Colony Corner

The Constance Hopkins Colony of Mayflower Descendants In the State of Maine.

The Constance Hopkins Colony, organized on January 30, 1981, includes members and friends from Aroostook County and other neighboring counties. The Colony has 25 members and meets twice a year. The annual meeting held in the fall, usually in southern Aroostook County. The spring meeting is held in northern Aroostook.

We meet at noon on Saturdays and enjoy a luncheon, business meeting and a program of interest. We come together to socialize and promote our posterity to all.

Some of our projects include: 

  • Placement of Mayflower Silver Books in the Turner Memorial Library in Presque Isle
  • Contributing to the Mayflower Scholarship Fund
  • Visits to local public schools to present the history of the 1620 Mayflower journey and settlement in America.
  • Inventorying significant books relating to Mayflower genealogy in Aroostook town libraries.


Our dues are $5.00 a year. Membership entitles members to all mailings, including announcements of meetings.


Colony Meeting September 21, 2013

Members of the Colony looking over the display


Captain steve Link and Governor Gini Link of the Maine Society with the officers of the Constance Hopkins Colony.


Annual Meeting Report Summary

The annual Meeting of the Constance Hopkins Colony of Mayflower Descendents in the State of Maine was held Saturday, October 20, 2012 at the Mars Hill United Methodist Church

Under Old Business, the sharing of stories among members about our ancestors continued when Ann Cushman shared information about her ancestors, the Billington family. She reported that both saints and strangers were aboard the Mayflower and the Billingtons were among the strangers. There were four in the family, John, his wife Eleanor, a son John and a son Francis. John’s profession remains unknown. Before debarking the boat trouble began when the boys had started a fire on board. Among other stories Ann told of John being sentenced to having his neck and heels tied together for contemptuous activity, which was the first offense committed in the new colony. Another time Francis climbed a tree and reported seeing a sea, when in fact it was only a small pond that he had spied. John the younger wandered off at one point, a distance of 20 miles! Natives sent word that they held the lad and the colony sent a shallop with ten men to retrieve the lad from the natives. In 1624 John had railed against the colony leadership and wrote home to England with comments. In 1630 John was convicted of willful murder of a newcomer, then he was executed by hanging. Eleanor at one point was in trouble for speaking not nice of someone and had to sit in the stocks and was whipped. John the younger died without leaving family. Francis married and his line continues.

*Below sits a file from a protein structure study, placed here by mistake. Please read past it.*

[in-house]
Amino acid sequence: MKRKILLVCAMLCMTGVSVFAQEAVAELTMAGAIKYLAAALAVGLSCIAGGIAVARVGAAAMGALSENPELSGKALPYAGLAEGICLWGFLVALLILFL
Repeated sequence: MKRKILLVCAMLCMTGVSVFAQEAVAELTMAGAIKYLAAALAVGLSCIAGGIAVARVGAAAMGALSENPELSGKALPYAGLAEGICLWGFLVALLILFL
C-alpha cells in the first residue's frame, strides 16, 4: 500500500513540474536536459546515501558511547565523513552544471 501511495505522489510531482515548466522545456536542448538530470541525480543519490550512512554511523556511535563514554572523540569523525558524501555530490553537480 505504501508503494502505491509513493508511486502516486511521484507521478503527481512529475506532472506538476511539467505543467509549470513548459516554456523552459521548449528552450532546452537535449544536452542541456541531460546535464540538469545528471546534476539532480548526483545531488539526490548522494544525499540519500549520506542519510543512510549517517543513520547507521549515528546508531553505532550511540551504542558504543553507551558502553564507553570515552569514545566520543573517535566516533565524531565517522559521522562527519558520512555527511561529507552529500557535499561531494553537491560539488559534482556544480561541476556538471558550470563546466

After dinner Ann introduced Dena Winslow who presented a program about the “Bloodless” Aroostook War, a unique war in that it lasted all of two months and 21 days. The State of Maine was in opposition with England, the only war had between a state and a country. Dena brought many interesting photographs of people and places from the time period. Tensions between the peoples were shared, such as one John Baker who lived in Madawaska and was arrested by a New Brunswick magistrate for flying a U. S. flag on land in dispute. He was taken to Fredericton, later released, and flew the flag again when he returned home. Joseph Arnold had brought a cow from New Brunswick without paying for it. A magistrate came to get the cow, was beat up by Arnold’s neighbor, then returned later and took the cow.

Tensions over timber rights, agricultural land and water rights were the primary reasons for the war. Soldiers who came, most from southern Maine, often had little to no rations and provisions to sustain themselves while in Aroostook County. They were supposed to have been issued ¾ pound bacon, 1 ¼ pound beef, 18 ounces flour, 1 ½ pounds cornmeal, 4 pounds candles, 8 quarts of beans, 12 pounds sugar, etc. The soldiers also had to deal with cannon balls that did not fit the cannon to be used. Needless to say, there were lots of deserters. Good things came of the war in that the soldiers built roads making access to the County easier. Many soldiers returned after the war for free land. Some forts or sites where forts stood can be seen today.

Suggestion for the next meeting was made for June 1, 2013. Debbie Mames agreed to locate a meeting place and arrange a meal


Contact:

Lynne Josselyn, Director
Stockholm, ME
ljosselyn@embarqmail.com

Deborah Barnes, Secretary
Fort Fairfield, ME

dbarnes@atimaine.net